November 15, 2022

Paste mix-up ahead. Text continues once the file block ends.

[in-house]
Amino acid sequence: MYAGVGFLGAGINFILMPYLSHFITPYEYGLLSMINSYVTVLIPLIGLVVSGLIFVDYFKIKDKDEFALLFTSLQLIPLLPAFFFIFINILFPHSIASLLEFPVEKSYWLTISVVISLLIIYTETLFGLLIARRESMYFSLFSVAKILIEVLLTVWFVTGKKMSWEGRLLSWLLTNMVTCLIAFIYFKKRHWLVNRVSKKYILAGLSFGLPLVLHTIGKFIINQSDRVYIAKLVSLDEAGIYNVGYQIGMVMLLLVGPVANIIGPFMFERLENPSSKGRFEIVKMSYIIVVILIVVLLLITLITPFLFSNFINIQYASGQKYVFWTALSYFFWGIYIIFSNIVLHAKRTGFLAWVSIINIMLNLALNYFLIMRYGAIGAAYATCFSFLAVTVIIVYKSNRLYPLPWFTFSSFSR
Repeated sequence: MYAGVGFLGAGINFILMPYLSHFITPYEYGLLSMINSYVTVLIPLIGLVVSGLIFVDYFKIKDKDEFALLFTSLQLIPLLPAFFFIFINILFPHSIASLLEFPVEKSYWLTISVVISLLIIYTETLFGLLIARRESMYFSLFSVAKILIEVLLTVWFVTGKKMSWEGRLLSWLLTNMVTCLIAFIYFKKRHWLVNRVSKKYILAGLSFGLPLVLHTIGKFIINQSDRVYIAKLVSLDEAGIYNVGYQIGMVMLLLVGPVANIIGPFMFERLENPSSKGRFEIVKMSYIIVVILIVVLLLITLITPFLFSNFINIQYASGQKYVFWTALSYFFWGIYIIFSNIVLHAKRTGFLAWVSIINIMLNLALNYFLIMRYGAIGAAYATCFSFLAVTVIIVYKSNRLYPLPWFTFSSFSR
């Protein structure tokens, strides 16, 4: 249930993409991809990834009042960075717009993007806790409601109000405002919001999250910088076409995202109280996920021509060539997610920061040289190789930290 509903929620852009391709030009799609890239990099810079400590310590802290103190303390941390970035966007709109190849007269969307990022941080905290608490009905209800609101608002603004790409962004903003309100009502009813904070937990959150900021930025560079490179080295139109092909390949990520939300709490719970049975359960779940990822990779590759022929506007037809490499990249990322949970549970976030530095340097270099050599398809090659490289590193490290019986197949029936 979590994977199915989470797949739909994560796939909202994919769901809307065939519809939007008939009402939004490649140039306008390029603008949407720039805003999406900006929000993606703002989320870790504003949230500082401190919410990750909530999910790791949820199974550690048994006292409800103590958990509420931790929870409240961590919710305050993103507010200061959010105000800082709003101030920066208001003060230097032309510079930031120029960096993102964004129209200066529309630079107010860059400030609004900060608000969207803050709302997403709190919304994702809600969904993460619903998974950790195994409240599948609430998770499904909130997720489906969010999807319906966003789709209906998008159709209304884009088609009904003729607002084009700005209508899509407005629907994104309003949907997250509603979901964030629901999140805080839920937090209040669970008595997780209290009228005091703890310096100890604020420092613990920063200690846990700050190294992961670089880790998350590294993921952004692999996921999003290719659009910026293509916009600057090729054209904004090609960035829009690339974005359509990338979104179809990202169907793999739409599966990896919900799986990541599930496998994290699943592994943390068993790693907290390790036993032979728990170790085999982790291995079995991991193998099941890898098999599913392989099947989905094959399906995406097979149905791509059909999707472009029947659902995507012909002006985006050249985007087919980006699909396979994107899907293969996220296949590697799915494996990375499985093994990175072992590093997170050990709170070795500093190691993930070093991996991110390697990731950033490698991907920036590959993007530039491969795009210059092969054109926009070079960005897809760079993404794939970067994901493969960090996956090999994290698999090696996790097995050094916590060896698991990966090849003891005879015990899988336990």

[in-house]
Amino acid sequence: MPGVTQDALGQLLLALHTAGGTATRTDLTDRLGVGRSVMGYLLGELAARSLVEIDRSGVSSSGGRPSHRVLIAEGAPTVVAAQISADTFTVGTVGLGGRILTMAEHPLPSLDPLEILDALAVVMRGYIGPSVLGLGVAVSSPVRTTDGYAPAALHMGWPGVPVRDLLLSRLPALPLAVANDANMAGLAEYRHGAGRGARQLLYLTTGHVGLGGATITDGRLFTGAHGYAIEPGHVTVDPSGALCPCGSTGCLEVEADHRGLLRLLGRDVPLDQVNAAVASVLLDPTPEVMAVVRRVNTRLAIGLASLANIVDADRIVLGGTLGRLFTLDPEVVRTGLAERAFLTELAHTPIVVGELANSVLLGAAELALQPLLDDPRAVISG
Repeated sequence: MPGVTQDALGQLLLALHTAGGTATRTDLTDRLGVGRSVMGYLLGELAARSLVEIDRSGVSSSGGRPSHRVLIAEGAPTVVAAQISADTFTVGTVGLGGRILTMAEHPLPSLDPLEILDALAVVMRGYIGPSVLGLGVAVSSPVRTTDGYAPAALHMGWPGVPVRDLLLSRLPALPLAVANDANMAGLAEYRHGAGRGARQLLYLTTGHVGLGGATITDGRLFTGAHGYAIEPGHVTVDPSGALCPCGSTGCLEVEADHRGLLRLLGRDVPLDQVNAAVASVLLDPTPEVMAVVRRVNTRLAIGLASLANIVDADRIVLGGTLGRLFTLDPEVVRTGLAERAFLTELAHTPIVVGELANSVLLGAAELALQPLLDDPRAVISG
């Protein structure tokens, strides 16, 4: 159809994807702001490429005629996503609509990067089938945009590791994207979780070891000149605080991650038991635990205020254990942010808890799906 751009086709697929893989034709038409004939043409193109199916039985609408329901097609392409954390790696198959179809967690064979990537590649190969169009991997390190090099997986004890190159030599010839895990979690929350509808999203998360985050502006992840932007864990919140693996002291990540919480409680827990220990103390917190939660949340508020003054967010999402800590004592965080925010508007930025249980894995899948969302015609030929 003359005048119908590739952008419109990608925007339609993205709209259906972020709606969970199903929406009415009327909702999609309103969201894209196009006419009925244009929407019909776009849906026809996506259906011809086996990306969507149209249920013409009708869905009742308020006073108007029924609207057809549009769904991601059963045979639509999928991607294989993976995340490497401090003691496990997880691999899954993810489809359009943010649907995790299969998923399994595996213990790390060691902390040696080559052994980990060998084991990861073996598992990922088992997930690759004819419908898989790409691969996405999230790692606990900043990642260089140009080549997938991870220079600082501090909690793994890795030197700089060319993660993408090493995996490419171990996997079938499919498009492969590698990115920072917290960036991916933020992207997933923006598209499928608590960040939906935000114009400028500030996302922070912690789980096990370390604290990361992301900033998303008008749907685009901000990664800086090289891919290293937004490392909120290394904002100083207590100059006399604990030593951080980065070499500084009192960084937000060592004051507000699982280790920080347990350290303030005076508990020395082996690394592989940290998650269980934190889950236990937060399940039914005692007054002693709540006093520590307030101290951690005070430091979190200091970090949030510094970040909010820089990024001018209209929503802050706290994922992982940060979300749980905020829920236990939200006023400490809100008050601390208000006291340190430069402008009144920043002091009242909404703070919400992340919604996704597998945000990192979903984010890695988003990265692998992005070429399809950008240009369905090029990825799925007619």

Ambivalent is such a good word, one that I use a lot. I didn’t used to, in fact, I’m not sure I even knew the proper meaning of the word until a few years ago when an acquaintance used it to describe me. Given that I was eight months pregnant with my third child a state of conflicting emotions now seems apt. But in the moment, her passing comment, thrown into our sidewalk conversation like parsley on a salad, felt like a punch to the stomach. We were chit chatting about whatever women with children in the same playgroup chit chat about when she just came out and said it; “you seem ambivalent about this baby.” Immediately, I launched into a monologue about the joys of motherhood and how excited I was to welcome another child. Was my inner conflict so transparent that a virtual stranger could see it? I felt exposed. Vulnerable. Ashamed. And then angry with her for stirring feelings in me that I’d tried so desperately to keep static. It took days to reconcile all the many emotions unleashed in that one tiny encounter. Years later, equipped with a clarity that only hindsight gives us, I wish I’d been able to say, “yes, I am ambivalent,” followed by a cordial, “bugger off.” I wish I could have understood that her comment was as much a reflection of her inner workings as it was mine. And I wish I had known that the ambivalence I was feeling, as natural as it was, would soon be replaced with a certainty of heart so fierce that it’s hard to imagine having felt any other way. Today, I see ambivalence to difficult situations as a gift because it means that I’m allowing myself a fuller human experience. It’s funny how a fleeting encounter can tap into something quite profound, and sometimes even, induce a change within us.

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